DBAN notes

In case  blogspot disappears into the ether, here are some notes if you’re using Unetbootin and a USB key for DBAN in OS X or just happen to run into the “Could not find ramdisk image:/ubninit” error.

  1. If your machine is old you’ll likely need to turn off UEFI/EFI boot and put the BIOS into legacy USB Boot mode.
  2. In OS X using Disk Utility or Terminal wipe your USB key and reformat into a single partition with FAT32/MBR.
  3. Download DBAN’s latest .iso.
  4. Open Unetbootin on the Mac, choose the above .iso and hopefully your USB has mounted as /dev/disk2 or 3 or 4 or whatever to be set as the target destination.
  5. As taken from Stephen Greenhalgh’s DBAN USB Unetbootin Fix Post:

To fix this insert the USB drive back into a computer and open up “syslinux.cfg” in a text editor. Find and replace all occurrences “ubninit” with “ISOLINUX.BIN” and do the same with “ubnkern” with “DBAN.BZI”. Make sure that you match the case.

This worked for me using DBAN 2.3.0.

Consolidating photo libraries from multiple drives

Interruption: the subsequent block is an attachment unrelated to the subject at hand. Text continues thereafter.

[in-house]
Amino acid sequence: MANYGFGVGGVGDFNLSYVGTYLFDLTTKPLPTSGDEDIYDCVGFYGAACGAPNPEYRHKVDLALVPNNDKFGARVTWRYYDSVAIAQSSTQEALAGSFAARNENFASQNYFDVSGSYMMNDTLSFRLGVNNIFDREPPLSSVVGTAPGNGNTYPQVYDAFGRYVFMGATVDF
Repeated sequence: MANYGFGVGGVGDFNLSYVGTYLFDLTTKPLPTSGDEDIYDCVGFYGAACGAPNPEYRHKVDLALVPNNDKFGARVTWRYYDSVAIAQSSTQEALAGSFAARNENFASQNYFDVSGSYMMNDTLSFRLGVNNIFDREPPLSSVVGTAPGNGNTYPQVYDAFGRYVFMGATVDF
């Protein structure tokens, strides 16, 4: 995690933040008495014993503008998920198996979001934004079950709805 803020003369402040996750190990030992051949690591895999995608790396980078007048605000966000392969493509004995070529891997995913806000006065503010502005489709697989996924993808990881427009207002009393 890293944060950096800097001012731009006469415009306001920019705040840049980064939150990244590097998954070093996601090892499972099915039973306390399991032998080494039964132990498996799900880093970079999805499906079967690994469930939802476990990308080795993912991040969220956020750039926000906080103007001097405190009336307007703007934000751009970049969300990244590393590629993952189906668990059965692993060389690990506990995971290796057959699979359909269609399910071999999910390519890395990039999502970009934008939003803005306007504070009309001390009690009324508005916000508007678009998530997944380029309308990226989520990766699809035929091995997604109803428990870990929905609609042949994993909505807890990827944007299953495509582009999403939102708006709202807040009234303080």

I’m trying out “The Big Mean Folder Machine” version 2.29 to consolidate (or “merge”) various years of photo cruft.  The process of culling and consolidation will hopefully allow me to have a single photo directory backed up to Amazon Glacial forever.  I believe as I mentioned in another post, mechanical disks fail so having a redundant and offsite backup strategy is crucial.  And certainly a key part of of this is limiting the number of places you’re storing your local data so that you can create redundancy.

I’ll write more here when I get all this data and drives sorted out, but so far I was able to run a scan and it the BMFM was able to create a folder hierarchy from multiple drives.   I may need to do some merges first and then a split.

SSH debug


The crux is that SSH even when connecting w/ -vvv  or -vT modes won’t tell you precisely why it’s not connecting for obvious security purposes.  This is presuming you’ve double checked all other obvious issues and your public/private key pairs are setup correctly.

In the linked post above Kent Martin writes, the answer is to bind debug to an alternate port on the server side:
/usr/sbin/sshd -d -p 2222

then similarly from the client machine:
ssh -v -p 2222 user@machine_I_am_trying_to_ssh_to

On the server machine terminal you’ll see a more verbose debug log and hopefully it will tell you exactly why your client machine is being rejected.